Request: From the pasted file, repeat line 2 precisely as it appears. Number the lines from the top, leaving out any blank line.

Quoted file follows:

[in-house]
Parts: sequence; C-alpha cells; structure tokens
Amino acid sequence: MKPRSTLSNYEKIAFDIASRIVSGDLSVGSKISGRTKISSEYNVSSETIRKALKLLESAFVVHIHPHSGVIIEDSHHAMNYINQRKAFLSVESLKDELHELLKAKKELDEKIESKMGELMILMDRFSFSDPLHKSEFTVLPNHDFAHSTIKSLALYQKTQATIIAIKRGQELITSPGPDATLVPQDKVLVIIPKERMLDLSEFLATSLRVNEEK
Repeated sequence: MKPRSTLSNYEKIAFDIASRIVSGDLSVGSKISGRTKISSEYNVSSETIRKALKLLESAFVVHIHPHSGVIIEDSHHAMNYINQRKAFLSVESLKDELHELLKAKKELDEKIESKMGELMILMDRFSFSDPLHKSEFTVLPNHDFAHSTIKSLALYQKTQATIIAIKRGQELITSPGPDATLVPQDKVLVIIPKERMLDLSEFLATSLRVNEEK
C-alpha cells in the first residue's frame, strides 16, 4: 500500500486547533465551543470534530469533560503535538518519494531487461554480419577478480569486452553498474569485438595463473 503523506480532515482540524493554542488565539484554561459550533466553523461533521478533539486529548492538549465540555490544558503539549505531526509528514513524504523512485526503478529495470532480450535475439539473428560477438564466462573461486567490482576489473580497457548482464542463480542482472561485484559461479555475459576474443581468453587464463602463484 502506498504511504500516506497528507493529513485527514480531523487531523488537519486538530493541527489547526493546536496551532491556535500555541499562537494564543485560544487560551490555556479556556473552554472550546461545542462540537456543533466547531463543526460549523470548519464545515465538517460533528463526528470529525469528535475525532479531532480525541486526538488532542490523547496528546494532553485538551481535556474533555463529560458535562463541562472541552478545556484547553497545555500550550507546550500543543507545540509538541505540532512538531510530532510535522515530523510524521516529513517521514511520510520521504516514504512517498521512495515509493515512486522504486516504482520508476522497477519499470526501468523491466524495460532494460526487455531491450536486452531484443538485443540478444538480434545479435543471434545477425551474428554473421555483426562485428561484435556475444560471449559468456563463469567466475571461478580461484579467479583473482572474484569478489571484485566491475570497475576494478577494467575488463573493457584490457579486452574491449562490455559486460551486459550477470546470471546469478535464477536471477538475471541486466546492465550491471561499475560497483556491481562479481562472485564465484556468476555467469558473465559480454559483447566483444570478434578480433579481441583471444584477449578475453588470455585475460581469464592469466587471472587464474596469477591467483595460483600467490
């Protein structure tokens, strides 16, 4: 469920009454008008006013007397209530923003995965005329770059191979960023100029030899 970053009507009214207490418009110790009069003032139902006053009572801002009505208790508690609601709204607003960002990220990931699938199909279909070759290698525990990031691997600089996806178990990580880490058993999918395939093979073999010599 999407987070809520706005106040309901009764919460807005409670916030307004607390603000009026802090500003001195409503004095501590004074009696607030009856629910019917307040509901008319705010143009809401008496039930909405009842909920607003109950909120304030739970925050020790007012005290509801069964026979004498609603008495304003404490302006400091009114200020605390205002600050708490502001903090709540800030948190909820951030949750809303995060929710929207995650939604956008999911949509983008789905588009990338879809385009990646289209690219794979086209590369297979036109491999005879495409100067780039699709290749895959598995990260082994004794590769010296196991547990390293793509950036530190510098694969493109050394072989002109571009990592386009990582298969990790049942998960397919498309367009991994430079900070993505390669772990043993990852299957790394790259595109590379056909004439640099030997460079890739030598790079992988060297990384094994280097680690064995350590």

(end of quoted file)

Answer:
Parts: sequence; C-alpha cells; structure tokens